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Magnesium: Meanings, Forms, Benefits, and More

Magnesium: Meanings, Forms, Benefits, and More

Magnesium is an essential mineral for maintaining optimal health. As one of the most abundant minerals in the body, magnesium is a cofactor in more than 300 enzyme systems in the body. This includes: protein synthesis, muscle and nerve function, blood glucose control, and blood pressure regulation. Magnesium contributes to the structural development of bone and is required for the synthesis of DNA, RNA, and the antioxidant glutathione. Magnesium also plays a role in the active transport of calcium and potassium ions across cell membranes, a process that is important to nerve impulse conduction, muscle contraction, and normal heart rhythm.

Some studies have suggested that 50% or more of North Americans are somewhat to significantly deficient in magnesium. Over time, low levels of the mineral may set the stage for a variety of health issues including: Type 2 diabetes, high blood pressure, and migraines. Older adults, alcoholics, and those with Type 2 diabetes or digestive issues are more likely to lack it, either because their bodies get rid of too much magnesium or they don’t take in enough.

Your body actually uses magnesium to build new bone cells. Research suggests that it may also protect against bone loss, broken bones, and the bone disease osteoporosis. In fact, some studies show that women with osteoporosis tend to have lower levels of magnesium than those who don’t.

Based on all of this, we can see how important magnesium is in the body. Ensuring that we get plenty in our diet is one step. Dietary sources can include: almonds, cashews, pumpkin seeds, pecans, sunflower seeds, peanuts, flax, whole grains, avocado, dark leafy greens, soy products, or beans. Sprinkle them on a salad or toss them into a trail mix. You’ll also get heart-healthy fats, fiber, and antioxidants.

As important as eating magnesium rich foods is, our food sources in general are often lower in magnesium compared to what they used to be due to farming practices and other factors. Keeping this is mind, selecting a good quality magnesium supplement can be helpful. In addition to getting enough, knowing which type of magnesium you need can make a difference. There are many different forms of magnesium, but the the three main ones are citrate, malate, and bysglycinate.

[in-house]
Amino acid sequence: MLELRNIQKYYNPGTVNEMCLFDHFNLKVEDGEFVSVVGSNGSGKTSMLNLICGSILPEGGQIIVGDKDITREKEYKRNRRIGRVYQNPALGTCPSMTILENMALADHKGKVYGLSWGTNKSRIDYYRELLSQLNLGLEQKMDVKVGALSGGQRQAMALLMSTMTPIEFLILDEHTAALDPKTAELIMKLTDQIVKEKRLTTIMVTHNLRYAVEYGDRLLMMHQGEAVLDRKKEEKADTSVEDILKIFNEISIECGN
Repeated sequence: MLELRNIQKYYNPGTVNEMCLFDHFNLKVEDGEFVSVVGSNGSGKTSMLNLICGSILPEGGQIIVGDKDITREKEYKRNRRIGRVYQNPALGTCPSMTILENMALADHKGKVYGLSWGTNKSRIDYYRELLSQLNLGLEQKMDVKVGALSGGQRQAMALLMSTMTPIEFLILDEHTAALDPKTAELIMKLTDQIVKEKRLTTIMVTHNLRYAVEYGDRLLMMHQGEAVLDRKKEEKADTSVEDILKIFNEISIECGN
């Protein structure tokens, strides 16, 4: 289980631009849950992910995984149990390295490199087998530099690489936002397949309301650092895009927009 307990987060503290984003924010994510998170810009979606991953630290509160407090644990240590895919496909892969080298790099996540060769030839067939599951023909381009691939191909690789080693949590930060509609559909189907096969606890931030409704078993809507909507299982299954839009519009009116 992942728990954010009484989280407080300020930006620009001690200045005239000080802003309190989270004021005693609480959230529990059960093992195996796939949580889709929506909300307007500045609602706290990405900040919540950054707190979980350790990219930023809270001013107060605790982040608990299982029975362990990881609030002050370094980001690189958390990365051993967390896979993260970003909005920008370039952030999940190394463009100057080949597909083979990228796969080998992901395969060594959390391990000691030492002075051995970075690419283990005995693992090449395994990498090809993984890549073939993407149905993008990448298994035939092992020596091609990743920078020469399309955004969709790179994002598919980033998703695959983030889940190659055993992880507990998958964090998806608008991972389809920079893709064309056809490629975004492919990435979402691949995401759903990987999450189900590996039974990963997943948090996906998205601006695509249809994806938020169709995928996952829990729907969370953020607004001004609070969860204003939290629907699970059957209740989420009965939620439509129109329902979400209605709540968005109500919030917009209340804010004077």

Magnesium Citrate: generally citrate is chosen over other magnesium forms for it’s ‘laxative’ properties. All types of magnesium will help with mild constipation, but citrate tends to be more effective.

Magnesium Malate: is a combination of magnesium and malic acid. This particular formulation of magnesium may be helpful for conditions related to over-excitation of the neuromuscular system, including chronic fatigue syndrome and fibromyalgia.

Magnesium bysglycinate: is a combination of magnesium and the amino acid ‘glycine’. This form of magnesium is generally thought to be more absorbable and bioavailable, and generally used more often for individuals with a low amount of magnesium in the blood or issues with absorption.

This does not cover all the possible ways to look at magnesium, but it can serve as a good place to start. If you are unsure of what magnesium amount or type to use, talking to your healthcare provider can be helpful in dertermining what is best for your health needs.

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